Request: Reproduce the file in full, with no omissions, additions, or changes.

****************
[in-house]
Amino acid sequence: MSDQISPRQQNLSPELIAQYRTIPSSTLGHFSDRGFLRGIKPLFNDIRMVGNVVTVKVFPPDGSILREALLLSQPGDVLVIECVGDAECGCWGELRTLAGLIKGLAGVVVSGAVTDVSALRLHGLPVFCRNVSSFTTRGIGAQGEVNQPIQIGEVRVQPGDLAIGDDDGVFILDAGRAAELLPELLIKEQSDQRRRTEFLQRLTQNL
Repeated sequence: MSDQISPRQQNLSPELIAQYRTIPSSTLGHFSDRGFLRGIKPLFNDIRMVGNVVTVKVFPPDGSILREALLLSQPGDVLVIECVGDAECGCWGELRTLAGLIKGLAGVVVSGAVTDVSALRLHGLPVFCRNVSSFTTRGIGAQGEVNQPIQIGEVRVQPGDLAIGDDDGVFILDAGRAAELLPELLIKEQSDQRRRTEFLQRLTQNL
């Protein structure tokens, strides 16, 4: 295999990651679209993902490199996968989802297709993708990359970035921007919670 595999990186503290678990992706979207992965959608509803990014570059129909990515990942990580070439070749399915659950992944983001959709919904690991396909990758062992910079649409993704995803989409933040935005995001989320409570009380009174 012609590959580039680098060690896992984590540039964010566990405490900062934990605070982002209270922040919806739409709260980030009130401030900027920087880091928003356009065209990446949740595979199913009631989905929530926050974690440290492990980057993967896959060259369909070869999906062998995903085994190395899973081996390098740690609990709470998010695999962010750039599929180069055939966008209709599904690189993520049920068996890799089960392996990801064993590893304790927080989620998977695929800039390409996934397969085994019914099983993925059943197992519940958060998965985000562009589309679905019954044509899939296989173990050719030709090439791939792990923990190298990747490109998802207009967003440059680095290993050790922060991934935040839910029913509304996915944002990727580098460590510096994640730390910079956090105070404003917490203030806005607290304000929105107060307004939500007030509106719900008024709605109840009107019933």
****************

[in-house]
Amino acid sequence: MSDQISPRQQNLSPELIAQYRTIPSSTLGHFSDRGFLRGIKPLFNDIRMVGNVVTVKVFPPDGSILREALLLSQPGDVLVIECVGDAECGCWGELRTLAGLIKGLAGVVVSGAVTDVSALRLHGLPVFCRNVSSFTTRGIGAQGEVNQPIQIGEVRVQPGDLAIGDDDGVFILDAGRAAELLPELLIKEQSDQRRRTEFLQRLTQNL
Repeated sequence: MSDQISPRQQNLSPELIAQYRTIPSSTLGHFSDRGFLRGIKPLFNDIRMVGNVVTVKVFPPDGSILREALLLSQPGDVLVIECVGDAECGCWGELRTLAGLIKGLAGVVVSGAVTDVSALRLHGLPVFCRNVSSFTTRGIGAQGEVNQPIQIGEVRVQPGDLAIGDDDGVFILDAGRAAELLPELLIKEQSDQRRRTEFLQRLTQNL
């Protein structure tokens, strides 16, 4: 295999990651679209993902490199996968989802297709993708990359970035921007919670 595999990186503290678990992706979207992965959608509803990014570059129909990515990942990580070439070749399915659950992944983001959709919904690991396909990758062992910079649409993704995803989409933040935005995001989320409570009380009174 012609590959580039680098060690896992984590540039964010566990405490900062934990605070982002209270922040919806739409709260980030009130401030900027920087880091928003356009065209990446949740595979199913009631989905929530926050974690440290492990980057993967896959060259369909070869999906062998995903085994190395899973081996390098740690609990709470998010695999962010750039599929180069055939966008209709599904690189993520049920068996890799089960392996990801064993590893304790927080989620998977695929800039390409996934397969085994019914099983993925059943197992519940958060998965985000562009589309679905019954044509899939296989173990050719030709090439791939792990923990190298990747490109998802207009967003440059680095290993050790922060991934935040839910029913509304996915944002990727580098460590510096994640730390910079956090105070404003917490203030806005607290304000929105107060307004939500007030509106719900008024709605109840009107019933």